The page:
WASHINGTON — A new report by federal law enforcers, released on the third anniversary of the Virginia Tech massacre, offers the first comprehensive analysis of violent attacks carried out on college campuses over the past century, finding that more than half have occurred in the last 20 years.
The report released last week combs through public records of 272 incidents of "targeted violence" at colleges since 1900 in search of patterns and trends. Titled "Campus Attacks," the study is a joint effort of the Secret Service, the FBI and the federal Education Department.
Eagerly awaited by college leaders, the publication offers a foundation of research for the discipline of threat assessment, a little-known but growing facet of college administration that seeks to predict and prevent Virginia Tech-style attacks. On April 16, 2007, troubled Tech student Seung Hui Cho, 23, killed 32 and wounded 17, in one of the nation's deadliest killing sprees.
"This is the first time that anybody has identified in any kind of comprehensive way the uptick in these violent acts over the course of decades," said Barry Spodak, a national authority on threat assessment.
The analysis finds that three-fifths of campus attacks in a 108-year span occurred in the last two decades: 79 attacks in the 1990s, and 83 in the 2000s through 2008. The report attributes the surge to the growing campus population and to expanding coverage in the mass media.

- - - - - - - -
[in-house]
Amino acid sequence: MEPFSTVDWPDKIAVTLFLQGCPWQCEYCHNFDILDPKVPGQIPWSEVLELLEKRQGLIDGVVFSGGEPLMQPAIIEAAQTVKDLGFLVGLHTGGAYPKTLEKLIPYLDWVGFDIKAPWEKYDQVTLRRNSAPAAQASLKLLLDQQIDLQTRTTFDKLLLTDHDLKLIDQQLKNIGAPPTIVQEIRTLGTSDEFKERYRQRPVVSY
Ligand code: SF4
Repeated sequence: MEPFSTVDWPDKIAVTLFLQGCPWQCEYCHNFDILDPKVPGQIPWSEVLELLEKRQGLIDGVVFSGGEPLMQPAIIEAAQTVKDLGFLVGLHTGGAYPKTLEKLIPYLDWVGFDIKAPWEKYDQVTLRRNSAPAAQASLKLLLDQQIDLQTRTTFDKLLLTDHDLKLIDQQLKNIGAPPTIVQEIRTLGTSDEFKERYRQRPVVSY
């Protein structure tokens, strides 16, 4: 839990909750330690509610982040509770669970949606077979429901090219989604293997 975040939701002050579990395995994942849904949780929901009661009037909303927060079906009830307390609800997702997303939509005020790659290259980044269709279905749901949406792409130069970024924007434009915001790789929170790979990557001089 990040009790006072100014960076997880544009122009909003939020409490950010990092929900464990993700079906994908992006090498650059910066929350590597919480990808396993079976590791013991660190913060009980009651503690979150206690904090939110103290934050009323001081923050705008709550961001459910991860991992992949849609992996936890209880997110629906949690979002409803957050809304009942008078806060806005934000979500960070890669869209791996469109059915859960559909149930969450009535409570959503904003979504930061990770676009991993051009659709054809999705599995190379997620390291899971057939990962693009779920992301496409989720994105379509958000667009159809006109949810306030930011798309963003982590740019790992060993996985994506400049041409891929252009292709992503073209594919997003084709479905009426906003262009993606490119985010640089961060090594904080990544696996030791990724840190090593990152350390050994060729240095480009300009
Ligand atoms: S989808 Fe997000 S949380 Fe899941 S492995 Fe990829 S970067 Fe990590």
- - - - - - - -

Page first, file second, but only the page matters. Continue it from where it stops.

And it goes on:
College killings are not an entirely new phenomenon. Researchers found episodes as early as 1909, when a man fatally shot his former girlfriend at her college and then shot himself.
Attacks most often happen in the months of April and October. Attackers are overwhelmingly male, and they have ranged in age from 16 to 62. The eldest was a part-time librarian who shot a fellow librarian in 2008 after a dispute over work ethics. Relatively few perpetrators -- 75 of 260 -- were students of traditional college age.
One-third of attacks related to intimate relationships. "Retaliation" was the second leading cause, followed by romantic rejection and obsession.
The report stops short of dispensing tips for colleges seeking to profile potential killers. Colleges awaiting such practical help "are going to be left wanting," Spodak said, although federal authorities may publish such guidance in future. The analysis does, however, identify patterns in past attacks that could steer colleges in assessing future threats.
Threat assessment teams shouldn't limit themselves to campus, the report advises, because 20 percent of violent incidents took place off campus. Communication with outside law enforcement "is essential," it states.